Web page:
LED lights and smart power switches are a start, but cutting your home energy usage beyond the obvious is still a bit of a guessing game. A new system developed at MIT is designed to reveal energy-gorging appliances around the home through stamp-sized sensors that can be attached to power lines with a zip tie, allowing for more informed decisions about the power-hog appliances in need of an upgrade.
Accurately tracking energy usage in the home is a problem that numerous researchers and startups have taken a pass at. Devices like the Neurio sensor and the MeterPlug could, when hooked up to the breaker panel or the AC outlets, send notifications to the user alerting them to their home electricity usage.
There have also been attempts to take electricity-monitoring technology wireless, most recently with MagnifiSense, a wrist-worn prototype that monitors appliances the wearer interacts with throughout the day by tracking their individual electromagnetic signatures. But researchers at MIT are now claiming to have overcome one of the problems with this wireless monitoring approach, where the magnetic fields emanating from devices and wires can cancel each other out.
The system uses an array of five sensors that are set slightly apart from each other on the incoming power line, which they can be attached to with a zip tie. This negates the need for numerous sensors to be placed on outlets around the home, as is the case with some existing monitoring systems. Purpose-built calibration software is able to track readings from each of the sensors and determine which is best positioned to get the strongest signal.
According to the MIT team, every motor or device in the home gives off a specific signature, pertaining to how much the voltage varies and spikes when the device is switched on and operating. It has built up a catalog of these signatures, which allows the system's advanced software to distinguish between each electrical load.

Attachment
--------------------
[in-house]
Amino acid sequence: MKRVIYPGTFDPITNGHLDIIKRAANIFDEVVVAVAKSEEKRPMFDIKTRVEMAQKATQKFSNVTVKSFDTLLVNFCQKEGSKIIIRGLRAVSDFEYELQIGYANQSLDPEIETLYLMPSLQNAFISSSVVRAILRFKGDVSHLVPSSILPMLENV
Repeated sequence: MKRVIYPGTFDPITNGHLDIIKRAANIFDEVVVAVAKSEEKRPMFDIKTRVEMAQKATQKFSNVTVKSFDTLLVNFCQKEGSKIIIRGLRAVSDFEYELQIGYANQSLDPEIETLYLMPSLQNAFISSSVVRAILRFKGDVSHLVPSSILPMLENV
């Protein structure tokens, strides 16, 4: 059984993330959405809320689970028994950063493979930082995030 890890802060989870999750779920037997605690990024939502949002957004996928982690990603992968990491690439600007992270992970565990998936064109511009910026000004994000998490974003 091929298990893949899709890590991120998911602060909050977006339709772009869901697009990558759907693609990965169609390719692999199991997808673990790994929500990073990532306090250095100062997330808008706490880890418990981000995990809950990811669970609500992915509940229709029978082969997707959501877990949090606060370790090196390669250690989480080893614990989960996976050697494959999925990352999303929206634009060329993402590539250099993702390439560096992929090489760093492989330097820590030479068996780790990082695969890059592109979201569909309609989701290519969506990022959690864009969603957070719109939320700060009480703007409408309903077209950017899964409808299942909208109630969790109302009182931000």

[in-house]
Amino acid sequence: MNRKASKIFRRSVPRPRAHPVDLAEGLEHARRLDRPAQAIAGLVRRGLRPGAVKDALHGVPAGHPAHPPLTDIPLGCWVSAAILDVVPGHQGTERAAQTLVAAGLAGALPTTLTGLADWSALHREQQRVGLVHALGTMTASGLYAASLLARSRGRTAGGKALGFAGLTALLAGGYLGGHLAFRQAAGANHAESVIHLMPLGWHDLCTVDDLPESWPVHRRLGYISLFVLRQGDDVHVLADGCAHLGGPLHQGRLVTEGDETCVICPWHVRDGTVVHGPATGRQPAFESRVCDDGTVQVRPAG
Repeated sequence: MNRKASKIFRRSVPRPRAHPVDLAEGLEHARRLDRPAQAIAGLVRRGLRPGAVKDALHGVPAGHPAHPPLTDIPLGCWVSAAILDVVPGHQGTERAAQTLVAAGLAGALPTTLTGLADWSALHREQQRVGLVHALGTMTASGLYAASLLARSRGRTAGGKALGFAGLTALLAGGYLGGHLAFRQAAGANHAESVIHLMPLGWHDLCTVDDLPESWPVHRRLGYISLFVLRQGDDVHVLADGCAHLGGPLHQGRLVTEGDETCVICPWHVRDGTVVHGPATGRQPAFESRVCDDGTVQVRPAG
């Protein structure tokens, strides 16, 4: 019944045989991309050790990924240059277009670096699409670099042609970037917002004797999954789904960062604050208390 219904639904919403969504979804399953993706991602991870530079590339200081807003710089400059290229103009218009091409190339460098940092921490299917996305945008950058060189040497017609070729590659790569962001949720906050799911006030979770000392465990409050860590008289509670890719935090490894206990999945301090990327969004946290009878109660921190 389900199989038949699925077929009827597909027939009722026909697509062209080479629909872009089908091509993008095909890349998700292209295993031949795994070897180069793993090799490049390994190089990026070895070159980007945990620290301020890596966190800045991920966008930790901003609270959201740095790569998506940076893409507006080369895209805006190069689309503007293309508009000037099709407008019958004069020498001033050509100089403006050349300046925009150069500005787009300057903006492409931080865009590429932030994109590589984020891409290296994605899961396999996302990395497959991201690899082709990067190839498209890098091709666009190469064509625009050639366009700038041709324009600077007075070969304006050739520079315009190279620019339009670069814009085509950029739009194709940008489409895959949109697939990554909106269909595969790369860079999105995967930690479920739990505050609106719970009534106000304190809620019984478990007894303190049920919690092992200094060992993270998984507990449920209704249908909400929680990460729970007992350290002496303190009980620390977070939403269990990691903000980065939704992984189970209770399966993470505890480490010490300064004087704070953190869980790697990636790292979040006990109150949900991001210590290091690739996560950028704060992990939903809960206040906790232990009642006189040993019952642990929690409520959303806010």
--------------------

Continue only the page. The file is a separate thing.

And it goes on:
It is just a prototype at the moment, but MIT says that the data collected by such a device could be presented through customized apps. It could even be detailed enough to cater to specific needs or interests, and allow users to focus on particular time segments, such as when a refrigerator goes into defrost mode, or how often a water heater goes on and off throughout the day.
The researchers say that testing the system at a military training base helped uncover a large amount of fuel and money going to waste. The installation showed that large tents were being heated all day during the winter even when unoccupied (you'd think this type of energy wastage would be kind of obvious, but hey, never hurts to know the specifics).
Another test installation in a home revealed a dodgy wiring flaw that was loading up copper plumbing pipes with an electrical current, suggesting an energy tracking system like this could carry some safety benefits, too.
There's no mention of when it might happen, but if the system does evolve into a commercial product the researchers imagine it would cost no more than US$25 to $35 to install per home.
The research was published in the IEEE Sensors Journal.
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